Author: Peter James Gravestock
Gravestock, Peter James, 2011 Cutting Action : Appreciating Hong Kong's Wuxia Films Through an Analysis of Constructive Editing, Flinders University, School of Humanities
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As a video editor Gravestock was inspired to conduct a comparative analysis of Western and Hong Kong film production systems to show how Hong Kong filmmakers have developed unique editing techniques to construct action. By conducting detailed analyses of fight sequences from the wuxia (wu xia pian) genre, the author has identified constructive editing techniques that are idiosyncratic to the Hong Kong film style. He has further documented how these editing techniques have developed in relation to particular influential forces: the pursuit of novelty and the drive to achieve more impressive spectacles; editing concepts that pertain to the presentation of space, time, speed and power; the oscillation between realistic and fantastic stylisation of generic feats such as the weightless leap, palm power and the casting of flying swords. The closing chapter provides a case study of the opening fight sequences from two films: King Hu's Come Drink With Me (Da Xui Xia, 1966) and Tsui Hark's Seven Swords (Qi Jian, 2005). The case study reveals that Tsui has modeled his plot, in particular the first fight sequence, upon Hu's groundbreaking movie. By appreciating the construction of action Gravestock provides a unique way of appreciating spectacular narratives whilst attempting to broaden the dialogue on the under-researched film-craft of editing.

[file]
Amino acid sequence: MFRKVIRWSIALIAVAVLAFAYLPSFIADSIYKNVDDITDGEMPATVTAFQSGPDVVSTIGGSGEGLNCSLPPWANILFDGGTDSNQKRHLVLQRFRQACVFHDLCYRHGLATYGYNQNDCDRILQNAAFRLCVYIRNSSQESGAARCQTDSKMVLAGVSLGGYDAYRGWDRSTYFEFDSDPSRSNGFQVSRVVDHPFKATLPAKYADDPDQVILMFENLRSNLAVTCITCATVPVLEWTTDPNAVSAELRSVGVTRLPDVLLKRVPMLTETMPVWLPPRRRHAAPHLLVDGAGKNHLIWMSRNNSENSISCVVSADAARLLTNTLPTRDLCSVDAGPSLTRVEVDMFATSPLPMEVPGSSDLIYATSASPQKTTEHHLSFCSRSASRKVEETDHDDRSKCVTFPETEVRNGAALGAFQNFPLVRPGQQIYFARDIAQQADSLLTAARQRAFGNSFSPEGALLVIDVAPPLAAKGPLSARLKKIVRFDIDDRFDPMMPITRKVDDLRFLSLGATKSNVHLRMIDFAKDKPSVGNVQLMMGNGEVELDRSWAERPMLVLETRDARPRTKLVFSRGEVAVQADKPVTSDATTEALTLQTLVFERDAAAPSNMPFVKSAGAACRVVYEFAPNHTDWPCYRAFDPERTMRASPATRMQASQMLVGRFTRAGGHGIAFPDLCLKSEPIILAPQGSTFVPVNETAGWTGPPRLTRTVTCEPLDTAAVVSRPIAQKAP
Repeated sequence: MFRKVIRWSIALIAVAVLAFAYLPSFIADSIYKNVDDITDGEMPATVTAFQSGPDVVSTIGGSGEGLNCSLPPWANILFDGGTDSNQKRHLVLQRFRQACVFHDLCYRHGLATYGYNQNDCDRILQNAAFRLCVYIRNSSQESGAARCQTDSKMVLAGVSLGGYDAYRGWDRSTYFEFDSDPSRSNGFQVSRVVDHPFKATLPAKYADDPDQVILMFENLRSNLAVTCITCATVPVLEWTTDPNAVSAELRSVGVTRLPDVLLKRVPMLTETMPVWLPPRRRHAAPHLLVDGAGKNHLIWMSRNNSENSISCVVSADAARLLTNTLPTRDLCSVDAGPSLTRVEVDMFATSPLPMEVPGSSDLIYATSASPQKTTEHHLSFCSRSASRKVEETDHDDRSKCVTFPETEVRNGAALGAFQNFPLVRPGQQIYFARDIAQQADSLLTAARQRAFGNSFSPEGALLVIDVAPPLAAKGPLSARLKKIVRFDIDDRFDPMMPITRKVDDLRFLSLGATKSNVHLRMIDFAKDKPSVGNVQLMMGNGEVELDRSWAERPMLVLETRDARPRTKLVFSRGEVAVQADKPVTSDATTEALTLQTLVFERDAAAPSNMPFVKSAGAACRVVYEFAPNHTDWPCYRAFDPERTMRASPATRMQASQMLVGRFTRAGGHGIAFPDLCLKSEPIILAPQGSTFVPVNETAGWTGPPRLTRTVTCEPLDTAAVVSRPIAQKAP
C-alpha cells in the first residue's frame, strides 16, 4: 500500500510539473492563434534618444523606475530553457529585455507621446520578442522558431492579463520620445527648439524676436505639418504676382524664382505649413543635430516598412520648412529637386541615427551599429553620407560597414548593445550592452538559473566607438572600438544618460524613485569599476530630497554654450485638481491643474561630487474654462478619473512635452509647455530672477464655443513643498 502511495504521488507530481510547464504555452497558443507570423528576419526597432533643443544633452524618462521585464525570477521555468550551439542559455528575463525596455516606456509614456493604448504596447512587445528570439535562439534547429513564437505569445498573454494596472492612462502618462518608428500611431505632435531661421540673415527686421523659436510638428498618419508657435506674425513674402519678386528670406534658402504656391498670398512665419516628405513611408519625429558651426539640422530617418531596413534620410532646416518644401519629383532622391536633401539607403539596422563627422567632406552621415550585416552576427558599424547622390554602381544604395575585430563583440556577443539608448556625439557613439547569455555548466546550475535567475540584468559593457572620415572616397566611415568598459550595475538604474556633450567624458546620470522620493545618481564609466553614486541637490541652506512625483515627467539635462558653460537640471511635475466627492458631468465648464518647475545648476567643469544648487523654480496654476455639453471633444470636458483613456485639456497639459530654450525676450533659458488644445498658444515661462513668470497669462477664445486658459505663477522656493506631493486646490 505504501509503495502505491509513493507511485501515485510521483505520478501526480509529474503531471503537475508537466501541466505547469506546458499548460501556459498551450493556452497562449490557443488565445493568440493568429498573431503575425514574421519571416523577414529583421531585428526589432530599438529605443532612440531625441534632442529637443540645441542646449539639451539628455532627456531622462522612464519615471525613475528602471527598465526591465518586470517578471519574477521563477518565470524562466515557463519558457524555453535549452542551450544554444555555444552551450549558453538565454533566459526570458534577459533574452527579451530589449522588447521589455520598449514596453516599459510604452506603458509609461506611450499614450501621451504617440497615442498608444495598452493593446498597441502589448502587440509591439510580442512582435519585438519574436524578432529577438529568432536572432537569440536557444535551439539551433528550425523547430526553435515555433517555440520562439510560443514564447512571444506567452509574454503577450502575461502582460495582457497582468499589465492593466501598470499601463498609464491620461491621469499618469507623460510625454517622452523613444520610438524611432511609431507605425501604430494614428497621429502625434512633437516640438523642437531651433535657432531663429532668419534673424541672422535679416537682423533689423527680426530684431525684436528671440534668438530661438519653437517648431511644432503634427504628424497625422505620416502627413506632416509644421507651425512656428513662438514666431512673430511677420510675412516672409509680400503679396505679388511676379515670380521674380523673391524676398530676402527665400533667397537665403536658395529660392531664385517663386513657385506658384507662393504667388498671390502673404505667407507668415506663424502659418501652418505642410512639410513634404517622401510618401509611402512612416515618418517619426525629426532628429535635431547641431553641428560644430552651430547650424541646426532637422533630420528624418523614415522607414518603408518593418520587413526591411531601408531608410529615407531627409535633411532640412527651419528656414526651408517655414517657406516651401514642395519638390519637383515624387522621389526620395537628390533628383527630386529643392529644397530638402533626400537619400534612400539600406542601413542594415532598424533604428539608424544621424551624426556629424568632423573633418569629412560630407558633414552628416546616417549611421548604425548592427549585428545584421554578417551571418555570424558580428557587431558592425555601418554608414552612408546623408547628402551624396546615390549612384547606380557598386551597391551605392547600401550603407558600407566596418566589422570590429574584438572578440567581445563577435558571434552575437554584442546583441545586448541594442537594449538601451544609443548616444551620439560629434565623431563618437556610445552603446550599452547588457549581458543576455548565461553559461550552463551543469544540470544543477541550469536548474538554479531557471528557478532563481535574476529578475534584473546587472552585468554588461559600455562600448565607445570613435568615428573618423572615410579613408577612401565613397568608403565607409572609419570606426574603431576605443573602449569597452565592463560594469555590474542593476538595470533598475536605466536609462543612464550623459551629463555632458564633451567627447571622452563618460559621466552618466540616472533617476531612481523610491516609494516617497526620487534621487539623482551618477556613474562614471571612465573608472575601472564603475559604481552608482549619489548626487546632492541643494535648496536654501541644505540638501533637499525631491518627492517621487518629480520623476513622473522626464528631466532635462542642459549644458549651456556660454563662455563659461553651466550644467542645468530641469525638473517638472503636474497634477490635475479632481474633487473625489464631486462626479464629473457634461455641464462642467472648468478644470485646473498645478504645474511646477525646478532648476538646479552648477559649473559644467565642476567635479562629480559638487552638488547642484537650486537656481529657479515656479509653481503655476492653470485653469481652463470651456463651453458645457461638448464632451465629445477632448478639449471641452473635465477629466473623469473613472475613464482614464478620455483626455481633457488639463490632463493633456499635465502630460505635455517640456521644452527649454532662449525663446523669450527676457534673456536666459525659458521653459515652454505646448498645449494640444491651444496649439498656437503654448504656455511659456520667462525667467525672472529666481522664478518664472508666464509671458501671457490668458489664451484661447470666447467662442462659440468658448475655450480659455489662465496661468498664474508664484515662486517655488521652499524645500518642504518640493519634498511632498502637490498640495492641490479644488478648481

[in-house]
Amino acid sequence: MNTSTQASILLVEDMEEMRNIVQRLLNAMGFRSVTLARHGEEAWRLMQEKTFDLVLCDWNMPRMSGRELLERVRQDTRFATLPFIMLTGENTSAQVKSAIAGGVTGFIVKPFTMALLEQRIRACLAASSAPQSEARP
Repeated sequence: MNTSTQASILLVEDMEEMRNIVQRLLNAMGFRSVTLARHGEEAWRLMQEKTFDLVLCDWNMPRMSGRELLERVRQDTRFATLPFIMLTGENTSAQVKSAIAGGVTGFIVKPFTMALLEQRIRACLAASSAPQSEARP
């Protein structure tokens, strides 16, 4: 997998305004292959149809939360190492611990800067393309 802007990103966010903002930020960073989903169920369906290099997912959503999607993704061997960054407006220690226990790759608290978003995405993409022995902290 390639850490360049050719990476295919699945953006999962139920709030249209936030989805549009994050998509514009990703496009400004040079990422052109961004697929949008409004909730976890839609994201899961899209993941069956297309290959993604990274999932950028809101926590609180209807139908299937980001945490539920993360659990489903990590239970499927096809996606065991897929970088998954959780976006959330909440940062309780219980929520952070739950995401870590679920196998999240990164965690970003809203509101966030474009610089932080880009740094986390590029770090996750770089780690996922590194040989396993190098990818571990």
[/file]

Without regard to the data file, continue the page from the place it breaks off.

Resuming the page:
Keywords: martial arts,martial arts films,martial arts movies,film style,Hong Kong film style,wuxia,wu xia,action movies,King Hu,Tsui Hark,Shaw Brothers,action films,editing techniques,constructive editing,continuity editing,jump cut,eye line match,kick off shot,Hong Kong,CGI,violence in film,Come Drink With Me,Seven Swords,action cutting,film editing,Chinese heroes,China,viewer cognition,weightless leap,palm power,flying swords
Subject: Screen Studies thesis
Thesis type: Doctor of Philosophy
School: School of Humanities and Creative Arts
Supervisor: Mike Walsh